Dems demand end to waivers used to pay people with disabilities below minimum wage

Dems demand end to waivers used to pay people with disabilities below minimum wage
© Greg Nash

Half a dozen Senate Democrats are calling on the Department of Labor to crack down on employers paying people with disabilities less than the federal minimum wage.

In a letter to Labor Secretary Alexander Acosta, Sen. Elizabeth WarrenElizabeth WarrenOvernight Health Care: Nearly 100,000 children tested positive for coronavirus over two weeks last month | Democrats deny outreach to Trump since talks collapsed | California public health chief quits suddenly On The Money: Administration defends Trump executive orders | CBO reports skyrocketing deficit | Government pauses Kodak loan pending review Harris favored as Biden edges closer to VP pick MORE (D-Mass.) and other senators asked for information on the practice of issuing 14(c) certificates, waivers allowing employers to give “subminimum wages” to workers with disabilities.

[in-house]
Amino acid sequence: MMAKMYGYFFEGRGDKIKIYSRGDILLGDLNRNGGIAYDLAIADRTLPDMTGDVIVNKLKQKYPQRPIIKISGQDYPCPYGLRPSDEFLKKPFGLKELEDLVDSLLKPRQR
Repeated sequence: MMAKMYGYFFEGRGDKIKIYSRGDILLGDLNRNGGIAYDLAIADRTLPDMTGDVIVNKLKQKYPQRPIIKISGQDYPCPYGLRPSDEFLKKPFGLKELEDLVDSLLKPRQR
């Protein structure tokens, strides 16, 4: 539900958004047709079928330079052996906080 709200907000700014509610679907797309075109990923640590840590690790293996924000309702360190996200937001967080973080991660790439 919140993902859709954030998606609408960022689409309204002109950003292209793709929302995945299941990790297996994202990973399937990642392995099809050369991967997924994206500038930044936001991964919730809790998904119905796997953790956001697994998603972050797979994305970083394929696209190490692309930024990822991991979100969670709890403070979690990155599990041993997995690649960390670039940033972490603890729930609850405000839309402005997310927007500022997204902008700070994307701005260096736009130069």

"These waivers are inherently discriminatory and should be phased out in a responsible way," the letter reads. ”While the Department continues to issue these waivers, however, we are concerned by past abuses of the program and hope to better understand the extent to which the Department is able to prevent employers' mistreatment of and discrimination against workers with disabilities."


The senators noted in the letter that as of January, more than 150,000 workers nationwide were eligible for subminimum wages.

They argued that the practice, allowed under a section of the Fair Labor Standards Act, “unjustifiably sets low expectations for workers with disabilities.”

In some cases, they noted that employees are earning as low as 16 cents per hour.

The senators asked Acosta for information on a number of issues related to the waivers, wages and oversight for the practice no later than May 11.